ELGAR: Falstaff / The Sanguine Fan
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Falstaff, Op. 68;Elegy, Op. 58; The Sanguine Fan, Op. 81
The idea for what was to become Falstaff, Symphonic Study in Cminor, had been a possibility in Elgar's mind since 1901, but it was not until1913 that he set to work seriously, determined to provide a work in response toa commission for the coming Leeds Festival, and completing the composition on5th August. Dedicated to the conductor Landon Ronald, who directed the firstLondon performance, Falstaff allies the composer with the Richard Strauss ofthe symphonic poems and was seen by George Bernard Shaw as a distinct rival,outclassing Till Eulenspiegel and Don Quixote. The work held avery special place in the affections of the composer. As he explained in aletter to the critic Ernest Newman: "Falstaff... is the name but Shakespeare- the whole of human life - is the theme... over it all runs - even in the tavern- the undercurrent of our failings and sorrows". And towards the end ofthe period of composition Elgar told a reporter: "I have, I think, enjoyedwriting it more than any other music I have composed... I shall say 'good-bye' toit with regret, for the hours I have spent on it have brought me a great dealof happiness".
Shakespeare's greatest comic creation, Falstaff, makes his firstappearance in King Henry the Fourth, Part 1, as a partner of riot anddishonour with the king's tearaway son, Prince Henry, affectionately known asHal. A highway robbery is arranged by Falstaff and his companions, after whichhe himself is robbed by the Prince and Poins, in disguise. Once back at theBoar's Head Tavern, Eastcheap, they proceed to mock Falstaff for his cowardiceand outrageous boasting. In the midst of the revelry, the Sheriff and his mencome to arrest Falstaff for theft, but Prince Hal has hidden him behind acurtain, where he falls into a drunken sleep, and according to Elgar, dreams ofhis innocent childhood. Later, Falstaff is ordered to raise a company ofsoldiers for the civil war, and at the home of his old friend Justice Shallowin Gloucestershire he turns matters to a profit by selling a discharge to thosehe has first chosen, and recruiting in their place a band of unfit andincompetent scarecrows. As he relaxes in Shallow's orchard, news is brought ofthe death of King Henry IV and of the Prince's accession to the throne.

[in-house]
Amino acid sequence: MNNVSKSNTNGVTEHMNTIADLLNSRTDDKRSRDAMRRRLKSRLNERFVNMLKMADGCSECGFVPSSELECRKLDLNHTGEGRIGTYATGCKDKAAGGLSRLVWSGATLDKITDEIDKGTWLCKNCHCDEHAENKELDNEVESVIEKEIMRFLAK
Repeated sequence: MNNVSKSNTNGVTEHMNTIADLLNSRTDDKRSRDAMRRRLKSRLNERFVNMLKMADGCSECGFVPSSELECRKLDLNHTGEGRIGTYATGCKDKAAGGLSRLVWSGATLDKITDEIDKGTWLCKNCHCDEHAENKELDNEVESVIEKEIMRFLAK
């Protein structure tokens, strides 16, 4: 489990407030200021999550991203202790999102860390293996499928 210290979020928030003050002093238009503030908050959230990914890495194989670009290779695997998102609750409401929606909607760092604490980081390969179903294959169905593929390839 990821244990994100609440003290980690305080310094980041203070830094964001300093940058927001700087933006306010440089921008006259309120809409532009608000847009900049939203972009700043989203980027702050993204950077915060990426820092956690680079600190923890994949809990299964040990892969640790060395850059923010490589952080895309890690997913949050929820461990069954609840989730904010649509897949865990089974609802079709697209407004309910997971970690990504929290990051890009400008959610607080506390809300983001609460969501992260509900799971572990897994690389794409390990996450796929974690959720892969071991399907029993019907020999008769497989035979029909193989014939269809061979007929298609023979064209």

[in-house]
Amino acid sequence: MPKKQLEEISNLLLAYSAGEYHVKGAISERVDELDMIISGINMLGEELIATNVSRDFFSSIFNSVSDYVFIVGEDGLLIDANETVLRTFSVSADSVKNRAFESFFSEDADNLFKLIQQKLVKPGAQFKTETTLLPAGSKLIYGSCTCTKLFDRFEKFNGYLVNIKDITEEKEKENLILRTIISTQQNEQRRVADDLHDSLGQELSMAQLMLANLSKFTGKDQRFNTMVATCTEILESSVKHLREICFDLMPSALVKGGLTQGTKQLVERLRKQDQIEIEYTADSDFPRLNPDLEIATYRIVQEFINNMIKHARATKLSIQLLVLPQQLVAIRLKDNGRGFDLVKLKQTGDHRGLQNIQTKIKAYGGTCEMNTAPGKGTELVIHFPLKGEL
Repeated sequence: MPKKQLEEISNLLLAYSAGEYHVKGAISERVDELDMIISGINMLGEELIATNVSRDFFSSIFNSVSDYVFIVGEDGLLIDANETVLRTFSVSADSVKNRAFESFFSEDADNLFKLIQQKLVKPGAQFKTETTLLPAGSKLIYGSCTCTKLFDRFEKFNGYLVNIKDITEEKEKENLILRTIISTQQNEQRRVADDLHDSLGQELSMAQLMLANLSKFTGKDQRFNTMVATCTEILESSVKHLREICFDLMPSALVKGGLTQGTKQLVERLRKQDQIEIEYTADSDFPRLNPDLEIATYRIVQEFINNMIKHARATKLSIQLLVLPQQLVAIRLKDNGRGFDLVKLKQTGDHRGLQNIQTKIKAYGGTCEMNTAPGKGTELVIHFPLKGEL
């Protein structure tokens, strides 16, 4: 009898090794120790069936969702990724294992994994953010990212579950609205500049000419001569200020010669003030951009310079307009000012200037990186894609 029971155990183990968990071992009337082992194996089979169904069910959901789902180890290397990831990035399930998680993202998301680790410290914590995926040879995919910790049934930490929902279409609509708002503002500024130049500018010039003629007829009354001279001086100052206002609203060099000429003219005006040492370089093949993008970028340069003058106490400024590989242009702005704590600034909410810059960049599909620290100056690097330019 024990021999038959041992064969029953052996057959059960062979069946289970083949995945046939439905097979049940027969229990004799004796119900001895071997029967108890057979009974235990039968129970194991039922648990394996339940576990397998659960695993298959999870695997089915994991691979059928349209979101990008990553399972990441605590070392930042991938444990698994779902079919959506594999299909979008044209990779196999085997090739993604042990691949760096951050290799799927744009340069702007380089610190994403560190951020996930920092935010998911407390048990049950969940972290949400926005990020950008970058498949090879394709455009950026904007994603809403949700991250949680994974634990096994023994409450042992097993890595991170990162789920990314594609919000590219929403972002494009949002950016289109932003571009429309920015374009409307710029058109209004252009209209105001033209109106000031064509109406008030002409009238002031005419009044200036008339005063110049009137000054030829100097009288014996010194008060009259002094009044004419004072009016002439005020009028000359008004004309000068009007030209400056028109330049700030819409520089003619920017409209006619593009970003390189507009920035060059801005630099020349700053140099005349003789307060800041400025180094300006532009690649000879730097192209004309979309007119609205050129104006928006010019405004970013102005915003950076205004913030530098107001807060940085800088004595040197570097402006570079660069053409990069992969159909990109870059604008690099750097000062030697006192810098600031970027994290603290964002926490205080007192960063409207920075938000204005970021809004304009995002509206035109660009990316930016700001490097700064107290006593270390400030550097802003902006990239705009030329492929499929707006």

Falstaff hurries back to London, hoping for honours from the King. On greetinghim as he enters Westminster Abbey for the coronation, Falstaff finds himselfcruelly rejected by King Henry V, who is determined to put his disreputablepast behind him. Falstaff never recovers from the blow and becomes a shadow ofhis former portly self, though still preserving happy memories of their earlierfriendship.
Elgar was so eager for listeners to understand the way his musicreflected the different episodes portrayed in Falstaff that he wrote anextended analysis of the work, which was published before the firstperformance. In this, though not in the score, he divided the work into foursections of varying length and gave them titles.
 Falstaff and Prince Hal
With the scene set in Prince Hal's apartments, the work starts with theprincipal Falstaff theme, which will return throughout the work in variedtempi, knitting together the whole musical fabric. Other themes follow,representing Falstaff in witty and mercurial mood, before we hear Prince Hal'snoble, courtly theme, marked con anima (with spirit). Another Falstafftheme, on the cellos, represents him as persuasive and cajoling. All thismaterial returns and is developed in a way that is consistent with Elgar's"symphonic" subtitle.